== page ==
"Wider streets must not be accompanied by higher buildings, for all traffic improvements will depend on the zoning of buildings" reads a report recently submitted to the Harvard Engineering School and the Albert Russel Erskine Traffic Research Bureau, by three students, H. F. Hammond, L. E. McClintock, and D. G. Mickie. After visiting 15 cities, travelling on Sheldon Fellowships, they drew up a report of the information gathered with a view to formulating an ideal city planning scheme.
The report condemns the use of two-level streets, and underpasses at street intersections, and suggests the restricting of all foot traffic to second-story arcades. The extended use of mechanical parking garages was felt to be the most economical automobile parking solution. A new invention, the Vertical Parking Machine, similar to a Ferris Wheel in design, was highly recommended.
The problem was divided into three parts: the adjustment of streets which was undertaken by Mickle, vehicular parking, studied by Hammond, and the "zoning" or special adjustment of building in traffic congested areas, taken by McClintock.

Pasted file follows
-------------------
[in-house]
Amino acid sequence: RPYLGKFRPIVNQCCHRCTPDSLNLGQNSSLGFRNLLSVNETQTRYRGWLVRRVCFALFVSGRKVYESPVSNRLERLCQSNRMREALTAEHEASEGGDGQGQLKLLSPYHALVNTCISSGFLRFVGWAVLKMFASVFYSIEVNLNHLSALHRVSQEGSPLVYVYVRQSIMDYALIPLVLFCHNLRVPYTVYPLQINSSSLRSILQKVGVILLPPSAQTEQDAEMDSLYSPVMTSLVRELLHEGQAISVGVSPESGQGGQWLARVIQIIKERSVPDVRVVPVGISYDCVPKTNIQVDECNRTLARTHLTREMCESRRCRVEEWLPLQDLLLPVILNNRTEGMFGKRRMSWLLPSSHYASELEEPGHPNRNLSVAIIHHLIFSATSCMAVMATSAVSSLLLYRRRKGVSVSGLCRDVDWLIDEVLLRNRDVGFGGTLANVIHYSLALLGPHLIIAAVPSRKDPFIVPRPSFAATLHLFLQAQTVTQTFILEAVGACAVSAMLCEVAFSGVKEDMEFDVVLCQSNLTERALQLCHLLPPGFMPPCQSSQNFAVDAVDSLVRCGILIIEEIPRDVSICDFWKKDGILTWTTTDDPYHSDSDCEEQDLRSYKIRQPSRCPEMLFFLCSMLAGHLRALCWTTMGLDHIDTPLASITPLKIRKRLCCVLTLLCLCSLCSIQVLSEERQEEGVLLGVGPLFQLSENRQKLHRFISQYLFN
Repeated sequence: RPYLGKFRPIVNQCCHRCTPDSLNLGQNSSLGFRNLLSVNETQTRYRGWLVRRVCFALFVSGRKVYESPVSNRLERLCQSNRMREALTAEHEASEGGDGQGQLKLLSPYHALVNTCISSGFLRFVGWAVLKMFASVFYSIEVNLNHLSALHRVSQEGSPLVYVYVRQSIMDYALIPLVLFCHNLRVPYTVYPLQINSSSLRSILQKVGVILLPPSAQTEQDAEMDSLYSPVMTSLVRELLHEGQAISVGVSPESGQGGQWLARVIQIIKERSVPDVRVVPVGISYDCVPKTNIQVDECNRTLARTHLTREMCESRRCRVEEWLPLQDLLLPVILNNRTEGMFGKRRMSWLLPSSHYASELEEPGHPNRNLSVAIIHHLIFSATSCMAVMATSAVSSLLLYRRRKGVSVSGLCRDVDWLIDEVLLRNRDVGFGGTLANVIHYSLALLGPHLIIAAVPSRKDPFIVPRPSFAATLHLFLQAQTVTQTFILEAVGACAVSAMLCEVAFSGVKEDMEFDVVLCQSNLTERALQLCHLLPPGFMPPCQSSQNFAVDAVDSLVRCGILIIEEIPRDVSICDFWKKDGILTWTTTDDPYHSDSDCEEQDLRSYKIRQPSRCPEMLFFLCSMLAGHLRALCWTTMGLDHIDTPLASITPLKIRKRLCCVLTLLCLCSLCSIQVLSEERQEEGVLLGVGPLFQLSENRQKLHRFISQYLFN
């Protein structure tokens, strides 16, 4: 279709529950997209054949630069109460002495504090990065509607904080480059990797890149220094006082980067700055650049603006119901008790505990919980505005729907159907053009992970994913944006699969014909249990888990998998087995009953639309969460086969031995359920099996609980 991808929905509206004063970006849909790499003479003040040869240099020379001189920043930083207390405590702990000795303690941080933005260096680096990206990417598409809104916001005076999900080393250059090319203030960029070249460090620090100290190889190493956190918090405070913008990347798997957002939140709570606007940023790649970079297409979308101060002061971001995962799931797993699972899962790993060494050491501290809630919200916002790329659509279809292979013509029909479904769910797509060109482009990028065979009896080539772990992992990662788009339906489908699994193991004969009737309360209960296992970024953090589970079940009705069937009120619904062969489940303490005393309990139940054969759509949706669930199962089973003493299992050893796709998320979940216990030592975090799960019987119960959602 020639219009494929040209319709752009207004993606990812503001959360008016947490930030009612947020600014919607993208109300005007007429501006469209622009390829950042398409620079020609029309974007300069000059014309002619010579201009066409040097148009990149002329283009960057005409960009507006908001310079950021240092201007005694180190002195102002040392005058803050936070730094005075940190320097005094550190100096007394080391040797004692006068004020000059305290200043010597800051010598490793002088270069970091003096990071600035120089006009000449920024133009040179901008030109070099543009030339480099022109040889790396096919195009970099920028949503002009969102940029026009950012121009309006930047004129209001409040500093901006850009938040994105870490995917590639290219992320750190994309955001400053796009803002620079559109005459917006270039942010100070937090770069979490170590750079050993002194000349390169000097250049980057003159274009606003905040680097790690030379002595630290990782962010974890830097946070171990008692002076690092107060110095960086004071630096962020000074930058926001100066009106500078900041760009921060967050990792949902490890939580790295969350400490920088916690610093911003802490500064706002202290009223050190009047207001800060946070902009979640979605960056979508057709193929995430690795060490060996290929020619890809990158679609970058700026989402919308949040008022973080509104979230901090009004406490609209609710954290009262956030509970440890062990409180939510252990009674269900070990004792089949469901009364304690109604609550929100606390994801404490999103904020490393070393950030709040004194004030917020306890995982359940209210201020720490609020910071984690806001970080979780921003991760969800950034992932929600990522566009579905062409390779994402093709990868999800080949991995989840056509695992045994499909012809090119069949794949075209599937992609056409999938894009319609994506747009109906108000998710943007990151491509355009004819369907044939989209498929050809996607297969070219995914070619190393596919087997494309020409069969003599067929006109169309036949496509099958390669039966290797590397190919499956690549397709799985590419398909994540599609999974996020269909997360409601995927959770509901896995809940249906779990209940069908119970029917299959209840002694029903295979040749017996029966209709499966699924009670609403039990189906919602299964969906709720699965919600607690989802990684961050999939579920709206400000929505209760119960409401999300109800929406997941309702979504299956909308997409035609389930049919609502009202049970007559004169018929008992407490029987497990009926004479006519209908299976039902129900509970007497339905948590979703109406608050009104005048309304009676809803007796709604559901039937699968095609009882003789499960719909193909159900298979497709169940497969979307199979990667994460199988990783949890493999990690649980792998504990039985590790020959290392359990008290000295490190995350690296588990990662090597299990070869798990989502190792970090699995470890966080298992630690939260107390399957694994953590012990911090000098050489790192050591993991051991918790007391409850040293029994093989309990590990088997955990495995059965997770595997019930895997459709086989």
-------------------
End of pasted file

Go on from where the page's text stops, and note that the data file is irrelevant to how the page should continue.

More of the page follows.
The cities visited were Boston, New York, Philadelphia, Baltimore, Washington, Pittsburgh, Cincinnati, St. Louis, Kansas City, Los Angeles, San Francisco, Chicago, Detroit, Cleveland, and Buffalo. At each place they spent from three to seven days, talking with traffic engineers, architects, city planners, police officials, and civic traffic committees.
Mr. McClintock found an increasing trend towards large-scale buildings in every one of the cities. The report cites, as "probably the most spectacular instance of this tendency to large-scale building, the Cleveland Terminal Building. Here on the 'air-rights' over the tracks of the union terminal, seven large buildings, all connected with passage-ways and arcades, are being built, consisting of a complete community."